The word “landmark” seems to be an over-used one when it comes to legal judgements.
That said, I was interested to read a press release from law firm Bond Dickinson last week following a "landmark" case involving bus company Go North East and a fraudulent personal injury claim.
The reason Bond Dickinson has boasted of the victory been such a "landmark" - even though this is a first instance decision - was that not only was the fraudulent personal injury claim struck out, but that the solicitors acting for the claimants should pay all of the defendant bus company's costs.
To quote the press release: "This is an unprecedented move from the court, highlighting the growing issues with personal injury solicitors."
Paul Hughes, legal director, added: "This case shows that courts can and will take a tough line on shoddy and unscrupulous personal injury solicitors. It is vital that organisations stand up to bogus claims and that individuals who may have been involved in accidents are not misled by solicitors suggesting financial reward.
"This case should be a warning to personal injury solicitors and individuals that fraudulent cases will be thrown out of court and that false claimants can successfully be pursued for the defendant's costs".
Although Bond Dickinson did not go as far to name and shame the personal injury lawyers, it does highlight an issue which has been driving a wedge between the defendant and claimant communities for a few months now.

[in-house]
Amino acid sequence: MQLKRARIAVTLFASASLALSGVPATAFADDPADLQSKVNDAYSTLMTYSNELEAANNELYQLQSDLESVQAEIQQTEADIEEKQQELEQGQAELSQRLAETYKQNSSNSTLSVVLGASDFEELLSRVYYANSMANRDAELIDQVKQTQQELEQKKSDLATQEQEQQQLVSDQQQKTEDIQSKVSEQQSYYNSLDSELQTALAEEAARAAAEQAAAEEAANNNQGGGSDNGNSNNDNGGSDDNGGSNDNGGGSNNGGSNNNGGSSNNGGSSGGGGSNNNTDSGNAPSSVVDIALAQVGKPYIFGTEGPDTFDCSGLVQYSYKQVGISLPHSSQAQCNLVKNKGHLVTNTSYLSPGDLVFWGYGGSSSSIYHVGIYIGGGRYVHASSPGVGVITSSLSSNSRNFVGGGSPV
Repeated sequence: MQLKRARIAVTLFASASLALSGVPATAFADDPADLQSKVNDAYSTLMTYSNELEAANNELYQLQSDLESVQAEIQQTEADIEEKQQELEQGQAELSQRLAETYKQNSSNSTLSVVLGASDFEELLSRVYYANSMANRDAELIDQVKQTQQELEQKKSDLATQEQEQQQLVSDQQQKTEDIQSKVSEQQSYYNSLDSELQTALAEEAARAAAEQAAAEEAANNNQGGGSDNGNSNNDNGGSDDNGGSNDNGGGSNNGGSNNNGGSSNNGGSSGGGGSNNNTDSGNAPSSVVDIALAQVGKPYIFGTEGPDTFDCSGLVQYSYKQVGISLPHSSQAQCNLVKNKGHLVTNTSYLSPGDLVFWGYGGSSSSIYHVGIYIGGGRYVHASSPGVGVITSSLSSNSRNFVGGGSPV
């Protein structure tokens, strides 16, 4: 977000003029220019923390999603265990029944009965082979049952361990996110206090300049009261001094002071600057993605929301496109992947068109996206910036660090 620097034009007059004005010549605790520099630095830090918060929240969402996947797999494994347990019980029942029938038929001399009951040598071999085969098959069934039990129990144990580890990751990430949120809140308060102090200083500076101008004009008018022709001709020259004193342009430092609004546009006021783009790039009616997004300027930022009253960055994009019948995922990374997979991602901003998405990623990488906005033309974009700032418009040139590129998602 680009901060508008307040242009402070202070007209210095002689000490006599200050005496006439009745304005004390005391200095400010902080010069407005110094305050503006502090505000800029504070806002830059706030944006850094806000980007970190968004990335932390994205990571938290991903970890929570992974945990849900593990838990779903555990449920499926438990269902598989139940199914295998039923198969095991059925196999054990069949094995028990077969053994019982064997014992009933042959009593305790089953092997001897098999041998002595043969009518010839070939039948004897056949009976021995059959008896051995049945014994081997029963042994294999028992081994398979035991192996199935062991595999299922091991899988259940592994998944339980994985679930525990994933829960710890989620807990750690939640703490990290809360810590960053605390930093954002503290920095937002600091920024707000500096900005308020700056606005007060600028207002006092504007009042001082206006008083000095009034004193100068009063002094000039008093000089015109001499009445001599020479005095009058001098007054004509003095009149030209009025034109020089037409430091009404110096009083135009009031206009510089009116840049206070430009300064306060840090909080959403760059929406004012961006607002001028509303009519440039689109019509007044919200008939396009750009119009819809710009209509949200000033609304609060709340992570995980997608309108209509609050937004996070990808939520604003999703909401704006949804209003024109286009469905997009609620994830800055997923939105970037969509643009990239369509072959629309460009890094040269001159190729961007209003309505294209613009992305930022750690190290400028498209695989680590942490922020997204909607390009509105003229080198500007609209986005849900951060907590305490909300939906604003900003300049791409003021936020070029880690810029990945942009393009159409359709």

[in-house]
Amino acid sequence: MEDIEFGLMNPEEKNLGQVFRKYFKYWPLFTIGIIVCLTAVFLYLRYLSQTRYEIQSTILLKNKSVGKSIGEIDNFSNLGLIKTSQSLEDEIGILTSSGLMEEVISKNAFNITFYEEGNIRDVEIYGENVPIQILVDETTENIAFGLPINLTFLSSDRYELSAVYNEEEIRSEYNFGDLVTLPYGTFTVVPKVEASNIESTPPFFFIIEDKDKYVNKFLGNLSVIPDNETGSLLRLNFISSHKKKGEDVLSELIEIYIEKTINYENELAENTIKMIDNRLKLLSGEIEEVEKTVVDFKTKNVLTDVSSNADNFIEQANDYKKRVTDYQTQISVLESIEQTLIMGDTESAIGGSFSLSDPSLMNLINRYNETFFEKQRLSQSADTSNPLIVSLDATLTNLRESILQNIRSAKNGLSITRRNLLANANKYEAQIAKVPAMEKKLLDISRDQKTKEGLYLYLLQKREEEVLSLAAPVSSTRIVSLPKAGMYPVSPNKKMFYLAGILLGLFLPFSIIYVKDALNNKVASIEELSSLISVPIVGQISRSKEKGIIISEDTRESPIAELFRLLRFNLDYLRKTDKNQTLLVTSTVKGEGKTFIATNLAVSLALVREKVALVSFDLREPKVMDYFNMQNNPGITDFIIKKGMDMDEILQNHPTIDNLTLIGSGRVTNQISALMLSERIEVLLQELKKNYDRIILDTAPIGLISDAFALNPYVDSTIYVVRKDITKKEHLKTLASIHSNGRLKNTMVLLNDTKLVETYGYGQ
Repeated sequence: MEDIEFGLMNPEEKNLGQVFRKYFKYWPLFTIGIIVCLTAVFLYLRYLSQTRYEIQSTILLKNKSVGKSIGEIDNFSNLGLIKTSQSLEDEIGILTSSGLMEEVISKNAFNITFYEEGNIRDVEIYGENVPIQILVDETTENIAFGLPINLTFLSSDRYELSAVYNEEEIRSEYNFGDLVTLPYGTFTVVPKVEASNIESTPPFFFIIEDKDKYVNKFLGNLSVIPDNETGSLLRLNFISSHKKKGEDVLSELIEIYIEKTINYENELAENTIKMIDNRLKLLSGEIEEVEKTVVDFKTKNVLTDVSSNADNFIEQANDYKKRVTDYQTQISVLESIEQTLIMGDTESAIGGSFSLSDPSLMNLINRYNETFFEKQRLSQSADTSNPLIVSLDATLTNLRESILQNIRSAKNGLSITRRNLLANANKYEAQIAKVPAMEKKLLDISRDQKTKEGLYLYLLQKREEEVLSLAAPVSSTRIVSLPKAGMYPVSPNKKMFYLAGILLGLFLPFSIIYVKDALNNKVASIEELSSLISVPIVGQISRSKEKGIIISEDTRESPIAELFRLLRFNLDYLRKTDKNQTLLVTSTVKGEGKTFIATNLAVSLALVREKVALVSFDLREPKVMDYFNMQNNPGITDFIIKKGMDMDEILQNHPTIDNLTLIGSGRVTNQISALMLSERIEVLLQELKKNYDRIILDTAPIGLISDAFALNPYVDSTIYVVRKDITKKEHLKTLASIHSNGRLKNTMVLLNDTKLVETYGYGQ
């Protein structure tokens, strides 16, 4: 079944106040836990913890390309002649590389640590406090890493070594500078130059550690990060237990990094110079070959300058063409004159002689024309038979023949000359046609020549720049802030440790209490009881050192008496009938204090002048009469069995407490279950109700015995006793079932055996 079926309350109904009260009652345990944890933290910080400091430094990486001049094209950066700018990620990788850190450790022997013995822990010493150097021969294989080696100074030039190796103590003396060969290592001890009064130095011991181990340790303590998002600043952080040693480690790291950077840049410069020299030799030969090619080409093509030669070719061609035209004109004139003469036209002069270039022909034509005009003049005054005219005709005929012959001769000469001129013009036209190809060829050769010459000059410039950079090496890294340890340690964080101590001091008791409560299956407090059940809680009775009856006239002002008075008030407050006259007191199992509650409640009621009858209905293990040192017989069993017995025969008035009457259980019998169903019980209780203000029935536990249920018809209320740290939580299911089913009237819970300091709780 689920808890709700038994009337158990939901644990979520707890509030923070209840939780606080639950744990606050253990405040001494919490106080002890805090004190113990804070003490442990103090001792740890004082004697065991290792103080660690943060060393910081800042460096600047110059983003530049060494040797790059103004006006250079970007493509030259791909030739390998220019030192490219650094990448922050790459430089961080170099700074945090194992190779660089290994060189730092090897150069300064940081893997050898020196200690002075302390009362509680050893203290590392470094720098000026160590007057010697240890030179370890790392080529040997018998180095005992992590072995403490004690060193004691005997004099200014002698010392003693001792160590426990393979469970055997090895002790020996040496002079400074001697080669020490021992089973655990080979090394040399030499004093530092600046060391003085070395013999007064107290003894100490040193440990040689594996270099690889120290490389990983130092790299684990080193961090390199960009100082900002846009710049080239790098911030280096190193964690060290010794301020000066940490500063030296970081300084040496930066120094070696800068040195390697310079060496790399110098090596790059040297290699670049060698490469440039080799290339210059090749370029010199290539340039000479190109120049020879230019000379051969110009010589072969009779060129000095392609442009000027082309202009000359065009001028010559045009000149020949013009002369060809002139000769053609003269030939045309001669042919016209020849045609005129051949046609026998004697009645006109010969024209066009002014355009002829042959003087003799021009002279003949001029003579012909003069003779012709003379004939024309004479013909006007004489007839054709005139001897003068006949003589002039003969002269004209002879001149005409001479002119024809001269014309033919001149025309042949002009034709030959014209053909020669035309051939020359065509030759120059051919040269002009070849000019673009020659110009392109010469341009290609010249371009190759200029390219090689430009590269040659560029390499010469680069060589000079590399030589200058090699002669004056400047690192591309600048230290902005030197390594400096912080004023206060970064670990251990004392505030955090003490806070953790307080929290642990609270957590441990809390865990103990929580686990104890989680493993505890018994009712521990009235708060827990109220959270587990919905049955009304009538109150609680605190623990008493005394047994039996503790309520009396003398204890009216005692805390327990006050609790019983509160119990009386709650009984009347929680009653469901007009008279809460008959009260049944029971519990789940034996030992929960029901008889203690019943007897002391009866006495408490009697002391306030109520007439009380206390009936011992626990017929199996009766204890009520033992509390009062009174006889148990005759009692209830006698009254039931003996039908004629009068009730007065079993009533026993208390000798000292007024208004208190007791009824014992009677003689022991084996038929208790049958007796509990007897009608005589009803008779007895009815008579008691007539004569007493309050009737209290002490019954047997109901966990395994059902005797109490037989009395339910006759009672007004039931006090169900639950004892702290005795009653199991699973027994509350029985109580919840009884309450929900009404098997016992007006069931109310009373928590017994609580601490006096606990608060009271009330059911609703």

In December Zurich, LV, Aviva and Covéa met with the Solicitors Regulation Authority to discuss how it can help clamp down on alleged unscrupulous business practices among certain elements of the law firms it regulates.
A meeting that led to claimant law firm Thompsons accusing insurers of "talking up a crisis" to suit their own agenda, with policy head Tom Jones adding: "The actual number of prosecutions for personal injury fraud is miniscule suggesting that the numbers reported are equally small.
"By lumping all personal injury law firms and all their genuinely injured clients in with those they apparently know to be dodgy they muddy the water."
With all this going on, it is timely that the Post Claims Club will feature an update from the SRA's director of intelligence and investigation Stephen Wilmott. Especially in light of the Fraud Taskforce's recommendation to review its fining abilities in order to tackle fraud more effective.
Whether such a measure would have prevented the above claimants being encouraged to claim against Go North East is debatable. But this move - coupled with the ruling in Gateshead - has certainly given those "dodgy" law firms something to think about.
The question is by their dodgy nature, would they be pre-disposed to these bad practices whatever the wider insurer, legal and regulatory bodies did? And how widespread the problem is in the first place?
Maybe it is something we can debate when we gather for the next Claims Club meeting. For more details and to sign up click here.
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